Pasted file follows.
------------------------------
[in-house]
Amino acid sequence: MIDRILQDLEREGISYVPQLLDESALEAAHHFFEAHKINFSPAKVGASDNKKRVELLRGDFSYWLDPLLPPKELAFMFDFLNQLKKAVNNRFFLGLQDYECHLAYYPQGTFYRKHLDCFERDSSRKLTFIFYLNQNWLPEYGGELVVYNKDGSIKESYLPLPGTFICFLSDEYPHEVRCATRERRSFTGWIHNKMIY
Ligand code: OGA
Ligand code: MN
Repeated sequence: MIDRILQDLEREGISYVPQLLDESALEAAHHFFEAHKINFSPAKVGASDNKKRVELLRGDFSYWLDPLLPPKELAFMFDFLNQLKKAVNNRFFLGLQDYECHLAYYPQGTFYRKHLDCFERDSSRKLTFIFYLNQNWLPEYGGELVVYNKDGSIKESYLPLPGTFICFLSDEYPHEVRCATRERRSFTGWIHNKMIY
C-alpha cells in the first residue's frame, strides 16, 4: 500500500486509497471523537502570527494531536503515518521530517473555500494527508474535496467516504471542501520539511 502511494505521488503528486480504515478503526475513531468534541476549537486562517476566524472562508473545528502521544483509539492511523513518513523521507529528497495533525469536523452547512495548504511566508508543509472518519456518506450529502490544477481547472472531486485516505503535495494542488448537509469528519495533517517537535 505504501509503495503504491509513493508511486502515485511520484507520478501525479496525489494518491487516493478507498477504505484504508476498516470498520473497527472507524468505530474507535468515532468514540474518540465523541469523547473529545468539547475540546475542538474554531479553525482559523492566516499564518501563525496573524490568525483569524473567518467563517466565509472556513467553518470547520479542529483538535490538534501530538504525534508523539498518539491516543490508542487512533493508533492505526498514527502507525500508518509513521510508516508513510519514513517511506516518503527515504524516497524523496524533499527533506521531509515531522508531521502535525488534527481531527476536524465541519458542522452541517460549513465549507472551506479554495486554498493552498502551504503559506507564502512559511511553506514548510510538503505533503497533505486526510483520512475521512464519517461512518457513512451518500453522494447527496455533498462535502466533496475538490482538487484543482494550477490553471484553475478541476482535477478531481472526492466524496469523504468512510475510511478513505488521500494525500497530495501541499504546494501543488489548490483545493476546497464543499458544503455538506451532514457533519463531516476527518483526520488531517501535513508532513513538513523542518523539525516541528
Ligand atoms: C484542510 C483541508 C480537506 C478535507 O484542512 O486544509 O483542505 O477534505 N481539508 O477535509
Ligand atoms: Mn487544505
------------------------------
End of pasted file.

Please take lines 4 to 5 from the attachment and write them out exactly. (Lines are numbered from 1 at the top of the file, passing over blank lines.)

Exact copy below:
Ligand code: MN
Repeated sequence: MIDRILQDLEREGISYVPQLLDESALEAAHHFFEAHKINFSPAKVGASDNKKRVELLRGDFSYWLDPLLPPKELAFMFDFLNQLKKAVNNRFFLGLQDYECHLAYYPQGTFYRKHLDCFERDSSRKLTFIFYLNQNWLPEYGGELVVYNKDGSIKESYLPLPGTFICFLSDEYPHEVRCATRERRSFTGWIHNKMIY